Network News

X My Profile
View More Activity
The new Washington
Post Weather website
Jump to CWG's
Latest Full Forecast
Outside now? Radar, temps
and more: Weather Wall
Follow us on Twitter (@capitalweather) and become a fan on Facebook
Posted at 10:00 AM ET, 10/ 6/2009

Winter Weather Hype Here & In High Gear

By Jason Samenow

* Full Forecast | Climate Hockey Stick Debate *

gloverpark1_web.jpg
Heavy snow falls near Wisconsin Avenue in Washington, D.C. March 1, 2009. By CWG photographer Ian Livingston.

Tomatoes are still ripening on their vines, leaves have barely begun to fall, and squirrels are weeks away from their annual pumpkin invasion. Yet I don't ever remember this much hype about an upcoming winter this early. Everyone's talking about the blockbuster winter that's about to hammer, cripple, and subdue D.C. Last week, even my plumber warned me to prepare for a harsh winter.

As it turns out, there's a lot of live bait for this feeding frenzy, though none of it's originating here. The Capital Weather Gang's winter outlook won't hit the streets until later this month. But I've traced three initial sources for the hype, starting with nuts and AccuWeather, and ending with a local T.V. personality...

Keeping reading for insight into the hype, but first enter this poll....

THREE REASONS FOR 2009-2010 WINTER WEATHER HYPE

1) Acorn Assault

Acorns are falling at a feverish pace, pounding skylights, and pelting patios. Anecdotally, at least, the acorns seem out of control. So is this an indicator of a rough winter? Yes, according to the Farmer's Almanac which lists an "unusual abundance of acorns" as one of 20 signs of a hard winter. Has anyone observed any of the other 19?

2) AccuWeather Meteorologist Gone Mad, Deja Vu

Last year Henry Margusity, author AccuWeather's "meteorological madness" blog, made this prediction for winter 2008-09: "I think the I-95 corridor folks from Richmond to Boston could finally have the snowstorms they so wished for. I think at least one or two major nor'easters will hit that area with snow events in the 6- to 18-inch range." He predicted 20-30" for our region... a mere 250% too high (we got 8-12")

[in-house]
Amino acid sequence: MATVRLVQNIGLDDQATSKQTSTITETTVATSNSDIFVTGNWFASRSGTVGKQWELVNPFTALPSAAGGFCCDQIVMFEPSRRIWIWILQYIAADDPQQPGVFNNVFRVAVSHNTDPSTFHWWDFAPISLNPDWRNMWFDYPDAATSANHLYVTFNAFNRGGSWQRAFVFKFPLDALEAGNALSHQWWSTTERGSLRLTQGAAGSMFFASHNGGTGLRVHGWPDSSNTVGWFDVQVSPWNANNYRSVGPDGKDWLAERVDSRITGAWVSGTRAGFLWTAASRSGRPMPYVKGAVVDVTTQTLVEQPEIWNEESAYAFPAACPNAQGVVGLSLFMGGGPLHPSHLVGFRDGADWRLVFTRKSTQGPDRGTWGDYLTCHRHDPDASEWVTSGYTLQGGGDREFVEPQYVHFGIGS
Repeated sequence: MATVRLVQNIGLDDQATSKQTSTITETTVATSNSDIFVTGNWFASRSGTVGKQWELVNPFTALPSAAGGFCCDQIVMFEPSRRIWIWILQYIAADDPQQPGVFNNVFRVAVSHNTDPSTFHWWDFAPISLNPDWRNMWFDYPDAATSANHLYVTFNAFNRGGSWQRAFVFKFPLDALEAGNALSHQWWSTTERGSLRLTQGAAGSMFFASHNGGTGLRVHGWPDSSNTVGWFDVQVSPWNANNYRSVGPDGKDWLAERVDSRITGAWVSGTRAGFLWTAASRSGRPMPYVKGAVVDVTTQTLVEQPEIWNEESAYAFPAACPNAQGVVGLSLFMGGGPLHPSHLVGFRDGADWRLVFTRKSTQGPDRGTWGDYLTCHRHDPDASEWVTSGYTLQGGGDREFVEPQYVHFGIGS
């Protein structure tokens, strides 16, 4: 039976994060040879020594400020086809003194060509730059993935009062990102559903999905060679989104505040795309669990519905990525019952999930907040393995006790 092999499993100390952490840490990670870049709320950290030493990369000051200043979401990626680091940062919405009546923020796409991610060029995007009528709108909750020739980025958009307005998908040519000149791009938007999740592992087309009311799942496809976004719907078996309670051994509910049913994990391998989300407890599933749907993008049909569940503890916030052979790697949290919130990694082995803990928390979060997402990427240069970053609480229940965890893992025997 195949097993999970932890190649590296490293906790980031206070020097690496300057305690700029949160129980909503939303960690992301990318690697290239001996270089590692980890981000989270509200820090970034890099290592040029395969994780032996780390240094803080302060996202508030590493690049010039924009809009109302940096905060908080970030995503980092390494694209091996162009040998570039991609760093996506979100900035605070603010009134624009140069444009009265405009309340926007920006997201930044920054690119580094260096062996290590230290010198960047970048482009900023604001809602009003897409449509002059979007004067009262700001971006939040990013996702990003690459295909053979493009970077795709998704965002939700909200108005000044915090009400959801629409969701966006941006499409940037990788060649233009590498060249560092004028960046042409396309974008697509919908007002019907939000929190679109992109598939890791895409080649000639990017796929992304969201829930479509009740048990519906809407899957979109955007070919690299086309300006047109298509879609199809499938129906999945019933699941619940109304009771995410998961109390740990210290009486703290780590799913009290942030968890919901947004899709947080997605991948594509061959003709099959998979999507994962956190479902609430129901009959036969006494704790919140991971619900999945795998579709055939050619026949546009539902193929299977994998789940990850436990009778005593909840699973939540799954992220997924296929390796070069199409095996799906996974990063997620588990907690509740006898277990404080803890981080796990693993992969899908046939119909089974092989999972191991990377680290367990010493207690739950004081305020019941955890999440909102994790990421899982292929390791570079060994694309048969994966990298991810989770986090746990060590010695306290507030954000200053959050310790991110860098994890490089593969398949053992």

This year he's forecasting even more, 30-40" (double our average) and writes: "I do like the idea that a few storms will end up bombing out along the coast and it's not out of the question that the major cities along the I-95 corridor north of Richmond get a true blizzard." Sound familiar?

What can I say except every blind squirrel finds a nut once a while... Based on the current nut glut, this could be Henry's year!

3) A Local Forecaster Calling for Chance of Snow, NEXT WEEK!!!

I'm a big fan of WUSA's Kim Martucci, also known as WeatherKim. She writes highly entertaining blogs, and tweets all the time. Not to mention, she's a good meteorologist. But when I read her blog yesterday, my reaction was simply, to quote John McEnroe: You cannot be serious. The headline in her post -- in red bold letters no less --read "SNOW." And to tease the possibility, she showed a picture of the Knickerbocker storm (January 27-28, 1922), the top storm in the area's history, which dumped 28" downtown. The most it's ever snowed here in October: 0.3" (October 10, 1979).

Her rationale for teasing the snow was one run of one forecast model. If I earn a dollar for every time a computer model run forecasts snow between now and April, I will be a rich man. Not to mention, that particular run taken literally might have produced a few hours of wet snow in elevated areas well to our west (Sunday night), and probably just dealt cold rain in D.C. proper (due to warm surface temps).

Let me put it this way, if there is any accumulating snow between Sunday and Tuesday at WeatherKim's residence, I will personally shovel her driveway or front walk.

Hype-ful or hype-free, various outlets will release their winter outlooks over the next 8 weeks. We'll break them down right here...

By Jason Samenow  | October 6, 2009; 10:00 AM ET
Categories:  Local Climate  
Save & Share:  Send E-mail   Facebook   Twitter   Digg   Yahoo Buzz   Del.icio.us   StumbleUpon   Technorati   Google Buzz   Previous: Forecast: Delightful Week Continues
Next: PM Update: Cold Front to Bring Showers Then Wind

Comments

Be afraid, be very afraid! ALL signs point to this being the winter of snowy doom. Every tv station's Emergency Snow Team should be ready--STORM WATCH 2010 IS UNDERWAY!

Posted by: shoveit | October 6, 2009 11:35 AM | Report abuse

Here's hoping the canal freezes this year for some outdoor pond hockey! Not to mention xc skiing in my neighborhood! I'll wait for CWG's forecast, though, before digging up my woolly socks. I'd much rather have a slightly colder, snowy winter than the usual raw, freeze-over-at-night winters we get here.

Posted by: capsfan16 | October 6, 2009 11:35 AM | Report abuse

when scanning the post, i thought I read 'nuts at Accuweather'. After I reread the sentence, I was dissapointed that you were describing nuts and Accuweather seperately. ;)

Posted by: Peter_L_inmclean | October 6, 2009 11:59 AM | Report abuse